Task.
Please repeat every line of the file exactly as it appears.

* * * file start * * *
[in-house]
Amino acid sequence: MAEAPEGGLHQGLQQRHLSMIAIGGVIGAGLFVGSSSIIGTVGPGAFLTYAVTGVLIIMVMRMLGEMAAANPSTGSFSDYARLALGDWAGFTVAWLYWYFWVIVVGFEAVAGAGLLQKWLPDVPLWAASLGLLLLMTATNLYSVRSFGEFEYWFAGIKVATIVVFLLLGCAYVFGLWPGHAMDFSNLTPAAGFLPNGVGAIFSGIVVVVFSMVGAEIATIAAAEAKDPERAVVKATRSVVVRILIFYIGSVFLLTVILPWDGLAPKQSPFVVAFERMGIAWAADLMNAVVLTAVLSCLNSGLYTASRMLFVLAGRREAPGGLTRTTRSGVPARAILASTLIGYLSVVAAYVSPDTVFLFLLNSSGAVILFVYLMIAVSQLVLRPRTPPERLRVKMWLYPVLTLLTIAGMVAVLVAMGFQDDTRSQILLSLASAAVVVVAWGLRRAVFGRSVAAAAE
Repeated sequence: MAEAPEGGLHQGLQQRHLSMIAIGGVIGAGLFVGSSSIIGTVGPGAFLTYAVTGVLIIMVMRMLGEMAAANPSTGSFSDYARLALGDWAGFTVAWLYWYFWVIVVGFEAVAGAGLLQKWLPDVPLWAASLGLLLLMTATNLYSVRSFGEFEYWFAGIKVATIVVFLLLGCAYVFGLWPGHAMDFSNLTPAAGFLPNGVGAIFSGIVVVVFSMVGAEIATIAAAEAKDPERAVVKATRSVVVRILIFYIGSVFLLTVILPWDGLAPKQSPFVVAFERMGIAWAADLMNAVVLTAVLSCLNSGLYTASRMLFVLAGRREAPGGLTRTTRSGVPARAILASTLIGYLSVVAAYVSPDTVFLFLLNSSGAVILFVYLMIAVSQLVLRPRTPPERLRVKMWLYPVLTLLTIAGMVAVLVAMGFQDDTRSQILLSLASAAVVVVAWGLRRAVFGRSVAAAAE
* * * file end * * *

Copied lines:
[in-house]
Amino acid sequence: MAEAPEGGLHQGLQQRHLSMIAIGGVIGAGLFVGSSSIIGTVGPGAFLTYAVTGVLIIMVMRMLGEMAAANPSTGSFSDYARLALGDWAGFTVAWLYWYFWVIVVGFEAVAGAGLLQKWLPDVPLWAASLGLLLLMTATNLYSVRSFGEFEYWFAGIKVATIVVFLLLGCAYVFGLWPGHAMDFSNLTPAAGFLPNGVGAIFSGIVVVVFSMVGAEIATIAAAEAKDPERAVVKATRSVVVRILIFYIGSVFLLTVILPWDGLAPKQSPFVVAFERMGIAWAADLMNAVVLTAVLSCLNSGLYTASRMLFVLAGRREAPGGLTRTTRSGVPARAILASTLIGYLSVVAAYVSPDTVFLFLLNSSGAVILFVYLMIAVSQLVLRPRTPPERLRVKMWLYPVLTLLTIAGMVAVLVAMGFQDDTRSQILLSLASAAVVVVAWGLRRAVFGRSVAAAAE
Repeated sequence: MAEAPEGGLHQGLQQRHLSMIAIGGVIGAGLFVGSSSIIGTVGPGAFLTYAVTGVLIIMVMRMLGEMAAANPSTGSFSDYARLALGDWAGFTVAWLYWYFWVIVVGFEAVAGAGLLQKWLPDVPLWAASLGLLLLMTATNLYSVRSFGEFEYWFAGIKVATIVVFLLLGCAYVFGLWPGHAMDFSNLTPAAGFLPNGVGAIFSGIVVVVFSMVGAEIATIAAAEAKDPERAVVKATRSVVVRILIFYIGSVFLLTVILPWDGLAPKQSPFVVAFERMGIAWAADLMNAVVLTAVLSCLNSGLYTASRMLFVLAGRREAPGGLTRTTRSGVPARAILASTLIGYLSVVAAYVSPDTVFLFLLNSSGAVILFVYLMIAVSQLVLRPRTPPERLRVKMWLYPVLTLLTIAGMVAVLVAMGFQDDTRSQILLSLASAAVVVVAWGLRRAVFGRSVAAAAE